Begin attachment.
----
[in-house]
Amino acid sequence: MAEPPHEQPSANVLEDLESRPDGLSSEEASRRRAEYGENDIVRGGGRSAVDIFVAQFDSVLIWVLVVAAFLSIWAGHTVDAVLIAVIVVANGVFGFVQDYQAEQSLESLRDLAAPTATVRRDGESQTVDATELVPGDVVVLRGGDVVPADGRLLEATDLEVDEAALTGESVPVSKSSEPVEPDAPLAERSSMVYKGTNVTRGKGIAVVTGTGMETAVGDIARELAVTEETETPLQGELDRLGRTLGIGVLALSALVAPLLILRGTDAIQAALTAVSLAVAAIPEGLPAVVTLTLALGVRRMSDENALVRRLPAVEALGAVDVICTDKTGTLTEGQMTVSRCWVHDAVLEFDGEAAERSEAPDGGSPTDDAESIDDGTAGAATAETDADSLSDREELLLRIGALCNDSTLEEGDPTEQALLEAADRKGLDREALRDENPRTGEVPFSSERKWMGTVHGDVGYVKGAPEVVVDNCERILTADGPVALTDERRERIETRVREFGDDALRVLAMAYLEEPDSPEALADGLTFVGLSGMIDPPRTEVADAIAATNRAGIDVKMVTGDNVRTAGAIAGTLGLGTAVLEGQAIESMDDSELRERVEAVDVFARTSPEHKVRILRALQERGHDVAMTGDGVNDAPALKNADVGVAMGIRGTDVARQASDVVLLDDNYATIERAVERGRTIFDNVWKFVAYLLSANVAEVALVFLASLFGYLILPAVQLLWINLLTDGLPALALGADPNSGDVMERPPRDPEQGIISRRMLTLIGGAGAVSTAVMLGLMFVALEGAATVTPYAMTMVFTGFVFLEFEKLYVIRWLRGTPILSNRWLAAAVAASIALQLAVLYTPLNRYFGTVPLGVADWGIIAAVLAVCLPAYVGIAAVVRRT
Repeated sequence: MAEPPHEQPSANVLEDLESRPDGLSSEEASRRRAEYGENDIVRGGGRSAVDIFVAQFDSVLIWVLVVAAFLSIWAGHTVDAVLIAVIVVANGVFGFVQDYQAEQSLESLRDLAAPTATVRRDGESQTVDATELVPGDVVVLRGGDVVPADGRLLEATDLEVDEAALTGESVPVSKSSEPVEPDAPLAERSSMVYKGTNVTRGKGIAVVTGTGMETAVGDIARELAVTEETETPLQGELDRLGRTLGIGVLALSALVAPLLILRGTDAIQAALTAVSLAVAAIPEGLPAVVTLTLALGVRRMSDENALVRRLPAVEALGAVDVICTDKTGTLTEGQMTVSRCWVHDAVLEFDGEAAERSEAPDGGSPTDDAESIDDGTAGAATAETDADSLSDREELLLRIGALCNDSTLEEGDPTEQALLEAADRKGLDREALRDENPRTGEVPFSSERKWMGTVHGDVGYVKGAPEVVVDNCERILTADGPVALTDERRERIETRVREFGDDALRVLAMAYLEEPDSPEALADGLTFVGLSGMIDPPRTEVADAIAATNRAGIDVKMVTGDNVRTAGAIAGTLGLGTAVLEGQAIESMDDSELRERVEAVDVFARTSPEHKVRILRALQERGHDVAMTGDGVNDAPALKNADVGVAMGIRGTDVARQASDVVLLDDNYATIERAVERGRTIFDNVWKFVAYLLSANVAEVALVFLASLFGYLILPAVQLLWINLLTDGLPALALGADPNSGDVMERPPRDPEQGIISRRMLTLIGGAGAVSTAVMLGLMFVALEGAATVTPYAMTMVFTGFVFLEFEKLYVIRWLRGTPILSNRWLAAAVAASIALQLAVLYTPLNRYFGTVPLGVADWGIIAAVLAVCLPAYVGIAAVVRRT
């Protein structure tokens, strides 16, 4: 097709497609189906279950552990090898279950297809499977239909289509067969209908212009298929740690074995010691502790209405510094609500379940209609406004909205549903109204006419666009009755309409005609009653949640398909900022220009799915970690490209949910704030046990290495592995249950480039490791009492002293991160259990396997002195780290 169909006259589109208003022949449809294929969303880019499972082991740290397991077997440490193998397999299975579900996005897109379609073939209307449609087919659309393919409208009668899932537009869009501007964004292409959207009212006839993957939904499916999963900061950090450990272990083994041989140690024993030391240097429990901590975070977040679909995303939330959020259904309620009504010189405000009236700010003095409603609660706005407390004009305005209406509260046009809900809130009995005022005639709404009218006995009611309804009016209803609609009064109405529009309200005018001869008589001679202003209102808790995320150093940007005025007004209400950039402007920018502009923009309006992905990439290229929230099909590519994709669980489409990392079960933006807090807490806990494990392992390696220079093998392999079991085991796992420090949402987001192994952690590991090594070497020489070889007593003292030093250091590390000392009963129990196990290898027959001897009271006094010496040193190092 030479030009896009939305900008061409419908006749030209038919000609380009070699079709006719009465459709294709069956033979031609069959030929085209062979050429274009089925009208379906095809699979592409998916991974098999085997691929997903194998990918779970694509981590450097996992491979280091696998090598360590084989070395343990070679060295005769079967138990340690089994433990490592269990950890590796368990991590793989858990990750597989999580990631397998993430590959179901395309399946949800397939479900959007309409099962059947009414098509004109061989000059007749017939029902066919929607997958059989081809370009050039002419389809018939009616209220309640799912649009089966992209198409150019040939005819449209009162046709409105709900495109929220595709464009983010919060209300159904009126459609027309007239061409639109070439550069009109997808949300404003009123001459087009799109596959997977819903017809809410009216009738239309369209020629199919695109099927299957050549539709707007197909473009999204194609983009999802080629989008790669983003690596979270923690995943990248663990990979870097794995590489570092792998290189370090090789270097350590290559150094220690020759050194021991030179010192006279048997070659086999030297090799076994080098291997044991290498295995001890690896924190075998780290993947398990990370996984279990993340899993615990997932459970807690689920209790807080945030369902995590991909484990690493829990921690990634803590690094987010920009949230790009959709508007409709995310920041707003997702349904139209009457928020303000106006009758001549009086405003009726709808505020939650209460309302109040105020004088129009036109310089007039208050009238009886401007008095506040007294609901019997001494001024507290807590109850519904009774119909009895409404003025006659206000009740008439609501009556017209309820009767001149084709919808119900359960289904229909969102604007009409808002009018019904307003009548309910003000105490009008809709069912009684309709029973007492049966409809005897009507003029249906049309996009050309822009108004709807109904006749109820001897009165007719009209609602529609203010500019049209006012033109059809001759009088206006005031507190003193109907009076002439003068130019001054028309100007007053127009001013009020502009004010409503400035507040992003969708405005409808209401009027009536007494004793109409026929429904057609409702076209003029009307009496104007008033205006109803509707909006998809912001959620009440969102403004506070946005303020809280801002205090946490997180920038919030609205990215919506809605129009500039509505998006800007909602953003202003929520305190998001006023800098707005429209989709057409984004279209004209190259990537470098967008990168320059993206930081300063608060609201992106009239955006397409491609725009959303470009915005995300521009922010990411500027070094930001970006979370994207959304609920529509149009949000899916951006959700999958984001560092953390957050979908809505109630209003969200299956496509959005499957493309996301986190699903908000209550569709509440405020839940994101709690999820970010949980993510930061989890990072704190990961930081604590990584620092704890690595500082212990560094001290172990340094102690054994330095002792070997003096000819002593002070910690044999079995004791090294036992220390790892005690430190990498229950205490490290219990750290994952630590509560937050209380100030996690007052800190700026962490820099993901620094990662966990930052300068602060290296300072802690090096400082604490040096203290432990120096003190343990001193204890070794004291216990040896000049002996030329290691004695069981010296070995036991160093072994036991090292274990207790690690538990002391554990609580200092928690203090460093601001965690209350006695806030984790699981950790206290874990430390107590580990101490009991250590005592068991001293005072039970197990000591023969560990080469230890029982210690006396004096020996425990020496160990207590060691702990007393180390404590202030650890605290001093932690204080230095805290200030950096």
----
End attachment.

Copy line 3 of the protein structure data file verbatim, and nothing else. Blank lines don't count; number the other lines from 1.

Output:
Repeated sequence: MAEPPHEQPSANVLEDLESRPDGLSSEEASRRRAEYGENDIVRGGGRSAVDIFVAQFDSVLIWVLVVAAFLSIWAGHTVDAVLIAVIVVANGVFGFVQDYQAEQSLESLRDLAAPTATVRRDGESQTVDATELVPGDVVVLRGGDVVPADGRLLEATDLEVDEAALTGESVPVSKSSEPVEPDAPLAERSSMVYKGTNVTRGKGIAVVTGTGMETAVGDIARELAVTEETETPLQGELDRLGRTLGIGVLALSALVAPLLILRGTDAIQAALTAVSLAVAAIPEGLPAVVTLTLALGVRRMSDENALVRRLPAVEALGAVDVICTDKTGTLTEGQMTVSRCWVHDAVLEFDGEAAERSEAPDGGSPTDDAESIDDGTAGAATAETDADSLSDREELLLRIGALCNDSTLEEGDPTEQALLEAADRKGLDREALRDENPRTGEVPFSSERKWMGTVHGDVGYVKGAPEVVVDNCERILTADGPVALTDERRERIETRVREFGDDALRVLAMAYLEEPDSPEALADGLTFVGLSGMIDPPRTEVADAIAATNRAGIDVKMVTGDNVRTAGAIAGTLGLGTAVLEGQAIESMDDSELRERVEAVDVFARTSPEHKVRILRALQERGHDVAMTGDGVNDAPALKNADVGVAMGIRGTDVARQASDVVLLDDNYATIERAVERGRTIFDNVWKFVAYLLSANVAEVALVFLASLFGYLILPAVQLLWINLLTDGLPALALGADPNSGDVMERPPRDPEQGIISRRMLTLIGGAGAVSTAVMLGLMFVALEGAATVTPYAMTMVFTGFVFLEFEKLYVIRWLRGTPILSNRWLAAAVAASIALQLAVLYTPLNRYFGTVPLGVADWGIIAAVLAVCLPAYVGIAAVVRRT